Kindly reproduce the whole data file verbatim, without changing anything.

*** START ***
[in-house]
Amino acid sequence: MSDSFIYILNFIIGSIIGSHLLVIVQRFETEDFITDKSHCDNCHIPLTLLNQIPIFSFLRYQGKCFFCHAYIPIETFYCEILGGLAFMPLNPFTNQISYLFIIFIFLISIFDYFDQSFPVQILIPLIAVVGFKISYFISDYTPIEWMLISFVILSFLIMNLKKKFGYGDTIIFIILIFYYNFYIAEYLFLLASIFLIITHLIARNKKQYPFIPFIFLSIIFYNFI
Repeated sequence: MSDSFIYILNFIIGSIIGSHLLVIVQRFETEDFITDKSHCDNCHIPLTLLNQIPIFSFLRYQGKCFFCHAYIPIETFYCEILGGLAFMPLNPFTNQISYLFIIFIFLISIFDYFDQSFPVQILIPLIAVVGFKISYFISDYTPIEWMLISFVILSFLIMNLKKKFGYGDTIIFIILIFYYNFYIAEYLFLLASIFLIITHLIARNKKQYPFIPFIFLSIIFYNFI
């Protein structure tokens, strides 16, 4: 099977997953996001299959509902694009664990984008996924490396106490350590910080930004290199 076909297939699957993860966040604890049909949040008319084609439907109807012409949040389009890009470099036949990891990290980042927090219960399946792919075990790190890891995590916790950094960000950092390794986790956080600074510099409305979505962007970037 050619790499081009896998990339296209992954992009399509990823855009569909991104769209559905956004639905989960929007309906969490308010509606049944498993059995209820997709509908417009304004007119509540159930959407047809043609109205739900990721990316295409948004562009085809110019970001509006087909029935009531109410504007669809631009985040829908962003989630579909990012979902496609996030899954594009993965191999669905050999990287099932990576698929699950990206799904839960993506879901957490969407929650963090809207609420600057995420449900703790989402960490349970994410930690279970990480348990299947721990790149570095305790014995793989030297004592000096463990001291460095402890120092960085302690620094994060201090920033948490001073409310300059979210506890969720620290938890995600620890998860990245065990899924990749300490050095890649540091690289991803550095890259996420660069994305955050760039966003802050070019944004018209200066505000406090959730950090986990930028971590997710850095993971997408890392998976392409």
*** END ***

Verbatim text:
[in-house]
Amino acid sequence: MSDSFIYILNFIIGSIIGSHLLVIVQRFETEDFITDKSHCDNCHIPLTLLNQIPIFSFLRYQGKCFFCHAYIPIETFYCEILGGLAFMPLNPFTNQISYLFIIFIFLISIFDYFDQSFPVQILIPLIAVVGFKISYFISDYTPIEWMLISFVILSFLIMNLKKKFGYGDTIIFIILIFYYNFYIAEYLFLLASIFLIITHLIARNKKQYPFIPFIFLSIIFYNFI
Repeated sequence: MSDSFIYILNFIIGSIIGSHLLVIVQRFETEDFITDKSHCDNCHIPLTLLNQIPIFSFLRYQGKCFFCHAYIPIETFYCEILGGLAFMPLNPFTNQISYLFIIFIFLISIFDYFDQSFPVQILIPLIAVVGFKISYFISDYTPIEWMLISFVILSFLIMNLKKKFGYGDTIIFIILIFYYNFYIAEYLFLLASIFLIITHLIARNKKQYPFIPFIFLSIIFYNFI
């Protein structure tokens, strides 16, 4: 099977997953996001299959509902694009664990984008996924490396106490350590910080930004290199 076909297939699957993860966040604890049909949040008319084609439907109807012409949040389009890009470099036949990891990290980042927090219960399946792919075990790190890891995590916790950094960000950092390794986790956080600074510099409305979505962007970037 050619790499081009896998990339296209992954992009399509990823855009569909991104769209559905956004639905989960929007309906969490308010509606049944498993059995209820997709509908417009304004007119509540159930959407047809043609109205739900990721990316295409948004562009085809110019970001509006087909029935009531109410504007669809631009985040829908962003989630579909990012979902496609996030899954594009993965191999669905050999990287099932990576698929699950990206799904839960993506879901957490969407929650963090809207609420600057995420449900703790989402960490349970994410930690279970990480348990299947721990790149570095305790014995793989030297004592000096463990001291460095402890120092960085302690620094994060201090920033948490001073409310300059979210506890969720620290938890995600620890998860990245065990899924990749300490050095890649540091690289991803550095890259996420660069994305955050760039966003802050070019944004018209200066505000406090959730950090986990930028971590997710850095993971997408890392998976392409």